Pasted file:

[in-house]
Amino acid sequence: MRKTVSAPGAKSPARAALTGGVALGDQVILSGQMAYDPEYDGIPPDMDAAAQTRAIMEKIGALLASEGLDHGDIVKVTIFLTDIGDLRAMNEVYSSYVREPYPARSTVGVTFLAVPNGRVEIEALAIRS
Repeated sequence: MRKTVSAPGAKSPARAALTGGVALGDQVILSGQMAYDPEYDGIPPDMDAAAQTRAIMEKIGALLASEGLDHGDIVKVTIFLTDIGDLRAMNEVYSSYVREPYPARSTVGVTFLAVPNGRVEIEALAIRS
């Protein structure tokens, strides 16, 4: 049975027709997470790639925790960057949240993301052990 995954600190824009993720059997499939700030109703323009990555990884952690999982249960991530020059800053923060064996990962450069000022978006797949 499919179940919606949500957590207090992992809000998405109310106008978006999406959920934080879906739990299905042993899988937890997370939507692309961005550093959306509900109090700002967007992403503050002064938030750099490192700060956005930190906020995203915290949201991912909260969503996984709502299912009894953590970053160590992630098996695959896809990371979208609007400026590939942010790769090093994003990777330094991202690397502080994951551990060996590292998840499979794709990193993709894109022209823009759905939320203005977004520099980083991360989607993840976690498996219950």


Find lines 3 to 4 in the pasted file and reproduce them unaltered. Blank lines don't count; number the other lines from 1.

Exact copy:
Repeated sequence: MRKTVSAPGAKSPARAALTGGVALGDQVILSGQMAYDPEYDGIPPDMDAAAQTRAIMEKIGALLASEGLDHGDIVKVTIFLTDIGDLRAMNEVYSSYVREPYPARSTVGVTFLAVPNGRVEIEALAIRS
């Protein structure tokens, strides 16, 4: 049975027709997470790639925790960057949240993301052990 995954600190824009993720059997499939700030109703323009990555990884952690999982249960991530020059800053923060064996990962450069000022978006797949 499919179940919606949500957590207090992992809000998405109310106008978006999406959920934080879906739990299905042993899988937890997370939507692309961005550093959306509900109090700002967007992403503050002064938030750099490192700060956005930190906020995203915290949201991912909260969503996984709502299912009894953590970053160590992630098996695959896809990371979208609007400026590939942010790769090093994003990777330094991202690397502080994951551990060996590292998840499979794709990193993709894109022209823009759905939320203005977004520099980083991360989607993840976690498996219950």